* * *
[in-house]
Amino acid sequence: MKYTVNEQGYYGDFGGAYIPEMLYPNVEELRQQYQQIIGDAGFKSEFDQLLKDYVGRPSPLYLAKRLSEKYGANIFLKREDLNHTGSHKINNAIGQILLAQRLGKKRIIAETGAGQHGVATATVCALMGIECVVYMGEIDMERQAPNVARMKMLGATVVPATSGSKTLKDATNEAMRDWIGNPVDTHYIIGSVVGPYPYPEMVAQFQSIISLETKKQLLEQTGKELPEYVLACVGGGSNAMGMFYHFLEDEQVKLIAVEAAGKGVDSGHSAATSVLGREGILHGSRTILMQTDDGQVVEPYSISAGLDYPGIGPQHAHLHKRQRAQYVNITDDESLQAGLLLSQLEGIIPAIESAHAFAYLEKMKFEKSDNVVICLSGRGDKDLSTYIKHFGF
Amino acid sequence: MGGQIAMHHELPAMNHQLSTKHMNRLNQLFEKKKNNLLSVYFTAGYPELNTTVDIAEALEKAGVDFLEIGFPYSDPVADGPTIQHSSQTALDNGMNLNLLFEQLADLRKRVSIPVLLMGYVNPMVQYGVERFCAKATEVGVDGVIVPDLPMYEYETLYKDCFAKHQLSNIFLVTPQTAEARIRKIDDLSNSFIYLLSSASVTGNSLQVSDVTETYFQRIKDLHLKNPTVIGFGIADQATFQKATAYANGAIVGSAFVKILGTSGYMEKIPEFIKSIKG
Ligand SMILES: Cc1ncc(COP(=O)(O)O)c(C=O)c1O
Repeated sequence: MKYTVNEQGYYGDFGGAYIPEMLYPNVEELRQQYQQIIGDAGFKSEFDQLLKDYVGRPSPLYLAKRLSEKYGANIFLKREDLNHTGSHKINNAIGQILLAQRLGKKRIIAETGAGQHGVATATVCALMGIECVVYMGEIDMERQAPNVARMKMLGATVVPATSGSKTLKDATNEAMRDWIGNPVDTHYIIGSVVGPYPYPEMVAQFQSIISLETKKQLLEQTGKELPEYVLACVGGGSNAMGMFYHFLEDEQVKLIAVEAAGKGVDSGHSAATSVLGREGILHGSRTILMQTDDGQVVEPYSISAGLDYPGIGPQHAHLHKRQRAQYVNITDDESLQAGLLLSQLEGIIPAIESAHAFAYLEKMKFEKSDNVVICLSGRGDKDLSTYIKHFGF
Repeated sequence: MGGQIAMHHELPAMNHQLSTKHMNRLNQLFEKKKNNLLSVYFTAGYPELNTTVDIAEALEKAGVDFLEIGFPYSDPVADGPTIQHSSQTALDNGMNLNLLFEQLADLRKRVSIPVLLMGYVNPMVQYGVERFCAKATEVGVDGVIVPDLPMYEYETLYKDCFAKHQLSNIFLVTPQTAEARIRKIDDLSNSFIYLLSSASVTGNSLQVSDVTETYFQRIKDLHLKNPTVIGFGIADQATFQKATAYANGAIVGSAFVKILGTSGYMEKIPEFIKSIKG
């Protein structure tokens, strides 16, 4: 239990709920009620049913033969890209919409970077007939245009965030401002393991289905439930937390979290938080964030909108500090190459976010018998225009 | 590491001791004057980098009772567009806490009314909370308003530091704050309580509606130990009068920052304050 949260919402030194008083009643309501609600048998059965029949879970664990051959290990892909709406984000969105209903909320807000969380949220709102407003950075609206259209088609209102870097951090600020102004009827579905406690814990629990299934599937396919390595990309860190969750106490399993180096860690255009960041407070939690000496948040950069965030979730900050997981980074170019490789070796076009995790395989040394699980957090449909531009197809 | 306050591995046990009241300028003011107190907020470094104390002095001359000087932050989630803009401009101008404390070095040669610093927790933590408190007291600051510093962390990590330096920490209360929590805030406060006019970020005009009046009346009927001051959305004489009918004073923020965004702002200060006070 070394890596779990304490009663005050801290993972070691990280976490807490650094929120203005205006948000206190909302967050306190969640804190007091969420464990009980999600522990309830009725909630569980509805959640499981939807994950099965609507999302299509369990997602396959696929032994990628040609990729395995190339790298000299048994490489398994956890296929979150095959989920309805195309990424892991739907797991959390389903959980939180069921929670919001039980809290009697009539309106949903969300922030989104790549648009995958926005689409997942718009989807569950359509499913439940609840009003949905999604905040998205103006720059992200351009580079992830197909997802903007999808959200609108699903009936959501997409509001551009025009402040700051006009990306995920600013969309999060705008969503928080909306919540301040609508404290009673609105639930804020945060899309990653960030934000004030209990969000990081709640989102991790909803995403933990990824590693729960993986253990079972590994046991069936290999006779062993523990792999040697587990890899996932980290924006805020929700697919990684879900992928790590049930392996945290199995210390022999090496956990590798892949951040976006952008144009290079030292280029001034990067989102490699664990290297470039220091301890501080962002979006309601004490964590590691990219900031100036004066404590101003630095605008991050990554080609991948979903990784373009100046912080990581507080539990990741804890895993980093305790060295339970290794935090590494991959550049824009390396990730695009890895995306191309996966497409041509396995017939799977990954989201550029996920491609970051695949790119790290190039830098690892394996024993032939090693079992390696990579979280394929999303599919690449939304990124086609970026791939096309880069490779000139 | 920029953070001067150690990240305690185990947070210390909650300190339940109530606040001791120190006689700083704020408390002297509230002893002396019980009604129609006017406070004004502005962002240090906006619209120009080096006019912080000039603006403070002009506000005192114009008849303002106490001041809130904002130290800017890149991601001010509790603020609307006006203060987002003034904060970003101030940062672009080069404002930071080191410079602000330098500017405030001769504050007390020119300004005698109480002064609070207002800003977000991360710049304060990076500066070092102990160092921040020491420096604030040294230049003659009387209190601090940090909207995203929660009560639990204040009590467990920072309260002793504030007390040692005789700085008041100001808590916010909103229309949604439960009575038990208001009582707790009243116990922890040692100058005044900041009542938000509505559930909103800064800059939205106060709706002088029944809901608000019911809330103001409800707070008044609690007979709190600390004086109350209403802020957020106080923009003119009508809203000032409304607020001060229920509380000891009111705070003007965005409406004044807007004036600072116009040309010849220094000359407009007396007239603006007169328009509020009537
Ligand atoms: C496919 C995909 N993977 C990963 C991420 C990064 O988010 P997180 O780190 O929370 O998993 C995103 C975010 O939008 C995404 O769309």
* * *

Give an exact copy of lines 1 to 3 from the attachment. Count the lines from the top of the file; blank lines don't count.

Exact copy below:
[in-house]
Amino acid sequence: MKYTVNEQGYYGDFGGAYIPEMLYPNVEELRQQYQQIIGDAGFKSEFDQLLKDYVGRPSPLYLAKRLSEKYGANIFLKREDLNHTGSHKINNAIGQILLAQRLGKKRIIAETGAGQHGVATATVCALMGIECVVYMGEIDMERQAPNVARMKMLGATVVPATSGSKTLKDATNEAMRDWIGNPVDTHYIIGSVVGPYPYPEMVAQFQSIISLETKKQLLEQTGKELPEYVLACVGGGSNAMGMFYHFLEDEQVKLIAVEAAGKGVDSGHSAATSVLGREGILHGSRTILMQTDDGQVVEPYSISAGLDYPGIGPQHAHLHKRQRAQYVNITDDESLQAGLLLSQLEGIIPAIESAHAFAYLEKMKFEKSDNVVICLSGRGDKDLSTYIKHFGF
Amino acid sequence: MGGQIAMHHELPAMNHQLSTKHMNRLNQLFEKKKNNLLSVYFTAGYPELNTTVDIAEALEKAGVDFLEIGFPYSDPVADGPTIQHSSQTALDNGMNLNLLFEQLADLRKRVSIPVLLMGYVNPMVQYGVERFCAKATEVGVDGVIVPDLPMYEYETLYKDCFAKHQLSNIFLVTPQTAEARIRKIDDLSNSFIYLLSSASVTGNSLQVSDVTETYFQRIKDLHLKNPTVIGFGIADQATFQKATAYANGAIVGSAFVKILGTSGYMEKIPEFIKSIKG